Soil sensors are often used to monitor seasonal changes in the soil environment. Daily changes occur, but can often be considered noise against the slower seasonal signal. Rather than measuring at fixed depths, it is of interest to know the temperature near the soil surface, to obtain the upper boundary condition for modelling temperature, and in the upper horizon (e.g. within 5–15 cm) at a point corresponding with moisture measurements, such as at maximum root density (see Figure 1.5.1 in protocol 1.5 Meteorological measurements). In the best of all worlds, a second set of sensors would be placed at greater depth, perhaps near the bottom of the root system. Such positioning would capture the rare drought or snowmelt events that deplete or refill the whole soil profile. In boreal forests, these deeper sensors are often placed at 50 cm below the surface. As much as we would like to standardise these depths, the variation in diurnal/seasonal cycles and in root water depletion depths prevents convergence on a single recommendation.
When installing sensors in a plot it is generally best to install them horizontally (to measure temperature at the desired height) which can be achieved by excavating a small trench from outside the plot into the plot (see Figure 1.5.1 in protocol 1.5 Meteorological measurements). This prevents preferential flow of water along the cables.
Generally, in areas with rodents, it can be useful to protect the wire of a sensor with PVC tubes to prevent damage. In alpine areas, where there is a lot of snow in spring, it can be advisable to protect the wire higher up, because rodents can climb up on the snow.
For each of the sensors, the optimal sampling interval is every minute and should be reported in the form of half-hourly to hourly averages. Modelling of ecosystem gas exchange will require half-hourly to hourly data input.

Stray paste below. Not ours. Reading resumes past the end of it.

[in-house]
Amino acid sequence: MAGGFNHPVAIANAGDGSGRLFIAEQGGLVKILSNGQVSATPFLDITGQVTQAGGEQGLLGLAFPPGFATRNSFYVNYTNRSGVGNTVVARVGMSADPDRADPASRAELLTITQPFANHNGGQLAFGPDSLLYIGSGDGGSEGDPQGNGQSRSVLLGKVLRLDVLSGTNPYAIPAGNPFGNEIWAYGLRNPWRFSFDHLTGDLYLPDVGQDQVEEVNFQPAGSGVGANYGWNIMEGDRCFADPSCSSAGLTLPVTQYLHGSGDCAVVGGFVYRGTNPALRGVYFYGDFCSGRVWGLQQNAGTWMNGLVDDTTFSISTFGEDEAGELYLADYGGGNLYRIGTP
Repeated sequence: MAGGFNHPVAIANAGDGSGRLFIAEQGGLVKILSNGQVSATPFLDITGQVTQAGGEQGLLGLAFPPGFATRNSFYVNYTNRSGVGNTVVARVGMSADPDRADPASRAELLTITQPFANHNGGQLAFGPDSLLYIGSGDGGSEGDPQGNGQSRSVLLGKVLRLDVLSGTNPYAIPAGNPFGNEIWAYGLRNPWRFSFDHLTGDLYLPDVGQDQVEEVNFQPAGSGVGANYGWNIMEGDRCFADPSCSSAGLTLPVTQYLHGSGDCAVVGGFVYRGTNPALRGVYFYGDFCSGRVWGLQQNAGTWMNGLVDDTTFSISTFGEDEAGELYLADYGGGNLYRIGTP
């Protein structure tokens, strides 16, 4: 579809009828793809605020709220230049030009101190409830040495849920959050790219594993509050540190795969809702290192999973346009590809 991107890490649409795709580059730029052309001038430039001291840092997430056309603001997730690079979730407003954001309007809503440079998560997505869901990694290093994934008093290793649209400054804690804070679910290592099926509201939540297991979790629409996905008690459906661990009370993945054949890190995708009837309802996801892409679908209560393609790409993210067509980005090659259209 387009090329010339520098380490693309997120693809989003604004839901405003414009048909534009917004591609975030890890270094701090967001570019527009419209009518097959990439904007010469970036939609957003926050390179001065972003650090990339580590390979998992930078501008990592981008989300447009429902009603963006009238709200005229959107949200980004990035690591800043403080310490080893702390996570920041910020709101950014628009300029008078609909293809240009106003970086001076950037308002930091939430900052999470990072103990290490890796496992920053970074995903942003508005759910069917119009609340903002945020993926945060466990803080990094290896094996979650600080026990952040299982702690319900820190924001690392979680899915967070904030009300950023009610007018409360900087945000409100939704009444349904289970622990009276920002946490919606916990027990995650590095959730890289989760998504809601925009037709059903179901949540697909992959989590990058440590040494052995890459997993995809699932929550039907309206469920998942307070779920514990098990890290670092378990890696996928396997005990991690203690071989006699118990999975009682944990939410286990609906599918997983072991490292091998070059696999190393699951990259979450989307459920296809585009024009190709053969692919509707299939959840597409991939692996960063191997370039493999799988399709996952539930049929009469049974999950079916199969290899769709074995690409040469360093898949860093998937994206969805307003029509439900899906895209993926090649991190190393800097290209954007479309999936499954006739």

Where to start
Buchan (2001), Deryng et al. (2014), IPCC (2014)
3.5.2 Special cases, emerging issues, and challenges
Since most soils support plant growth naturally, it is important to understand the impact of plant canopies, which can insulate and alter temperature gradients (important in modelling) between the soil surface and the atmosphere. This suggests that both canopy and soil surface temperature measurements are important to consider.
Theory, significance, and large datasets
Bond-Lamberty & Thomson (2010), Chapin et al. (1979), Dai et al. (2004), Davidson & Janssens (2006), Hay & Wilson (1982), Jury & Horton (2004), Parlange et al. (1998)
More on methods and existing protocols
ASTM (2017), McInnes (2002)
ASTM Subcommittee E20.02 on Radiation Thermometry. (2017). Annual Book of ASTM Standards, Volume 14.03. https://www.astm.org/COMMIT/SUBCOMMIT/E2002.htm.
Atkin, O. K., Edwards, E. J., & Loveys, B. R. (2000). Response of root respiration to changes in temperature and its relevance to global warming. New Phytologist, 147(1), 141-154.
Bond-Lamberty, B., & Thomson, A. (2010). Temperature-associated increases in the global soil respiration record. Nature, 464(7288), 579-582.
Buchan, G. D. (2001). Soil temperature regime. In K. A. Smith, & C. R. Mullins (Eds.), Soil and Environmental Analysis: Physical Methods (pp. 539-594). New York: Marcel Dekker.
Campbell, G. S., Calissendorff, C., & Williams, J. H. (1991). Probe for measuring soil specific heat using a heat-pulse method. Soil Science Society of America Journal, 55(1), 291-293.
Chapin, F. S., van Cleve, K., & Chapin, M. C. (1979). Soil temperature and nutrient cycling in the tussock growth form of Eriophorum vaginatum. Journal of Ecology, 67(1), 169-189.